Prince Albert

This is arguably the Cape's most charming Karoo dorpie (little village), with wonderfully preserved Cape frontier architecture; it can be reached as a day trip from Oudtshoorn (or even Wilderness), but I'd opt to overnight here rather than in Oudtshoorn. That said, it's perhaps not as authentic as Oudtshoorn; the village is very much "discovered," and the vast majority of its community is transplanted here -- people who fell in love with the low-key atmosphere and irrigation canal-lined streets, and saw the tourism potential. As a result, there are numerous places to stay, most of them good. My top choice is Dennehof Guesthouse (tel. 023/541-1227;, a tranquil oasis in an 1835 farmstead on the outskirts of the village that is said to be the oldest surviving building in town; try to book the gorgeously renovated Wagon Shed (R700-R860 double, including breakfast; other room prices vary). Ria and Lindsay are not only very good at running their "Karoo chic" guesthouse, but they act as an informal tourism bureau for the area.

If you'd prefer to be in the heart of the village, a good option is Saxe-Coburg Lodge (tel. 023/541-1267;; R720-R820 double), particularly the Victoria or Albert garden rooms. Onse Rus (tel. 023/541-1380;; R820 double) is far more basic but has character, a fascinating history (one of the rooms once housed the town newspaper's printing press), and a super hostess; just be aware some bathrooms are extremely small and basic. But probably the best deal in town is the gorgeous, three-bed cottage Vergeet-My-Niet, 8 De Beer St. (tel. 023/541-1069 or 083/316-4015; R500 -- R560 double). Tucked away on a quiet street but within walking distance of restaurants and museums, it's filled with lovely furniture and has a great fireplace, a garden, and a dam with geese. If you like your luxuries, head straight for De Bergkant Lodge and Cottages, 5 Church St., Prince Albert (tel. 023/541-1088;; R1,000-R2,000 double, depending on season; no children under 12). In a Cape Dutch national monument (with a few rooms in the new Georgian-style extension), with lovely antiques, two large saltwater swimming pools, two outdoor "star baths," and a wellness center, De Bergkant is the most upmarket guesthouse in the village. It's delightful, but I'm not sure it's worth the price (double what you'll pay elsewhere).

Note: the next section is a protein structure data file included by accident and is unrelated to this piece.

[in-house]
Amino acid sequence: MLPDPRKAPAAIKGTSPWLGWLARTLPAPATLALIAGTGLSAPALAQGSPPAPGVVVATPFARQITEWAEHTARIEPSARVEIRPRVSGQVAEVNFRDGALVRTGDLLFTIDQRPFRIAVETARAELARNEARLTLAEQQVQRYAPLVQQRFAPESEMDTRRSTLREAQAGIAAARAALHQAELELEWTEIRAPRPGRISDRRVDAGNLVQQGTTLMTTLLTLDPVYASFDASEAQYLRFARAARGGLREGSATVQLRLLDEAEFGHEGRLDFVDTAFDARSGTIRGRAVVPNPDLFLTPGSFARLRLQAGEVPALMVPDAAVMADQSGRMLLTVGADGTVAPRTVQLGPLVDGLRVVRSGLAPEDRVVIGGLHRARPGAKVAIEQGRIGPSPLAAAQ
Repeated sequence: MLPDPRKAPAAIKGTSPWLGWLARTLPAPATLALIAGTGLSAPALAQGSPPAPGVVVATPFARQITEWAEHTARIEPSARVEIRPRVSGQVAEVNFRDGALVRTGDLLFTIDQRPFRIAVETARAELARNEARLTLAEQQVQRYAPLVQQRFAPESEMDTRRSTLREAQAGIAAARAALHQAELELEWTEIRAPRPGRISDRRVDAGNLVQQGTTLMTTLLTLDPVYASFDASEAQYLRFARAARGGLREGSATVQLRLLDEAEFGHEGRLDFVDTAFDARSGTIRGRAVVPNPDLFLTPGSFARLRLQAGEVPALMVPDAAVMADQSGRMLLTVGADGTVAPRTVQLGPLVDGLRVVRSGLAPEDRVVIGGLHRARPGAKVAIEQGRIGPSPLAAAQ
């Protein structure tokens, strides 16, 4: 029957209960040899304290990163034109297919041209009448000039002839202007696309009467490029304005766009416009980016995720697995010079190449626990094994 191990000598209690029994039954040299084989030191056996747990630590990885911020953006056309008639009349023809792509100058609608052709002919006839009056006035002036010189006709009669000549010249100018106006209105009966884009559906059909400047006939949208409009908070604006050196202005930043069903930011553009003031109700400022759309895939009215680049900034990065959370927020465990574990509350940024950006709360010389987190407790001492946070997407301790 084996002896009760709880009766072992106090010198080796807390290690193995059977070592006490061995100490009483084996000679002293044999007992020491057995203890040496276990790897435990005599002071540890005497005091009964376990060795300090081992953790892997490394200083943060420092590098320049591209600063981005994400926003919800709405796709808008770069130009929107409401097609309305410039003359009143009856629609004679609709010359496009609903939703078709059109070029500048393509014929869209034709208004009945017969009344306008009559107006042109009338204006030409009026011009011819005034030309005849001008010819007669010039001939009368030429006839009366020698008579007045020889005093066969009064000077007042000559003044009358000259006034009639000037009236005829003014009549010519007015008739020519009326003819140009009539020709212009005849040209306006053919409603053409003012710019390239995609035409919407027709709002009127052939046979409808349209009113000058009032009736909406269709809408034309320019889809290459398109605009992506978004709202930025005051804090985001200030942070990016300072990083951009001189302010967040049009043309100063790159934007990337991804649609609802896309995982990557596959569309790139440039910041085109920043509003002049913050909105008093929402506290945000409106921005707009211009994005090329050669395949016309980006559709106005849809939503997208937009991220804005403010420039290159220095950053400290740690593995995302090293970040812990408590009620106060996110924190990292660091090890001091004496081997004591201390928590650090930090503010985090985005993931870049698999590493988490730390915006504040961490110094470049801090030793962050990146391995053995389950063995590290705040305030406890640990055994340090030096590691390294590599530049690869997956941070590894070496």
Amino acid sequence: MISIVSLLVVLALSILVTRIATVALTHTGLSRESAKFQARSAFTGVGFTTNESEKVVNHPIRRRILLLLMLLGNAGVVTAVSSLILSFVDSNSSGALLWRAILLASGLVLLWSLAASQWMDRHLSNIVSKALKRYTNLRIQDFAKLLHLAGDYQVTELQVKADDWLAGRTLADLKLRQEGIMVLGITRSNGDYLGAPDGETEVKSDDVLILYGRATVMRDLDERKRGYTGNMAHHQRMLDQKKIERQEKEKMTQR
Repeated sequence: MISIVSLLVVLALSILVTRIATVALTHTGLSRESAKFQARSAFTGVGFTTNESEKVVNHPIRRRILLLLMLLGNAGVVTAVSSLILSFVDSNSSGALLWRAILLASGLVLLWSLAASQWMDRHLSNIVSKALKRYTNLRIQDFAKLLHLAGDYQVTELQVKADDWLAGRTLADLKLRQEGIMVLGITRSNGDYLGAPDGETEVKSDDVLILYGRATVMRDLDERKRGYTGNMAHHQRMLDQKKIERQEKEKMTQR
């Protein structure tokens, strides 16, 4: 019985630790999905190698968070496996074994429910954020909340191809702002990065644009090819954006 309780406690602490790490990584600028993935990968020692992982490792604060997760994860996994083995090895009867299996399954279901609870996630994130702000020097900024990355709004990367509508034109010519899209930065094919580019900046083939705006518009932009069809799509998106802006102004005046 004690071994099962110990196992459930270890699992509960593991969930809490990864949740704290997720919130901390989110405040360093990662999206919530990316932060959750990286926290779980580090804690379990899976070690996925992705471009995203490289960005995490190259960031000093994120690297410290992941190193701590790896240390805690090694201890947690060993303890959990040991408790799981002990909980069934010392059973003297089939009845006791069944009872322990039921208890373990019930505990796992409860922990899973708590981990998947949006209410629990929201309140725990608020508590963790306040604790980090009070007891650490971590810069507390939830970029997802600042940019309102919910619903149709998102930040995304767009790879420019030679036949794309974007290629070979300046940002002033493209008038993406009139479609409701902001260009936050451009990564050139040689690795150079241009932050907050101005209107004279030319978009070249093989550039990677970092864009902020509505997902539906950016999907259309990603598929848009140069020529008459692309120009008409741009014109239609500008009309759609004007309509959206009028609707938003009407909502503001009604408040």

If you are overnighting, try to make sure it's on one of the nights that the Olive Branch is open (bookings depend on reservation numbers, so call 023/541-1821 and beg). This is a real family-run country-kitchen restaurant with unlikely chef Bakkie Botha at the helm. At around R190 for five courses, it's an exceptional value. Alternatively, dine on real Karoo fare (traditional bobotie -- lightly curried ground beef cooked in a savory egg custard and served with yellow rice, Karoo lamb pie, chicken pie, or Karoo leg of lamb, followed by sticky malva pudding or steamed lemon pudding) in the wonderfully camp, over-the-top atmosphere of Karoo Kombuis. Be warned, you may be asked to don a hat from the selection on hand (tel. 023/541-1110; dinner Mon-Sat; main courses R65; no credit cards; BYOB). With its wider menu, emphasis on fresh local ingredients, and convivial setting, newcomer Gallery Café (tel. 082/749-2128; dinner only) is pulling in both punters and compliments (if it's warm, book a table on the veranda overlooking Church St.). The butternut and sage soup is a favorite; you will also always find poultry, venison, and lamb (a rack crusted with almonds, feta, and oregano was on offer the day I stopped by) and -- scarce in the Karoo -- a number of vegetarian options. Plus delectable homemade ice cream.

Note: This information was accurate when it was published, but can change without notice. Please be sure to confirm all rates and details directly with the companies in question before planning your trip.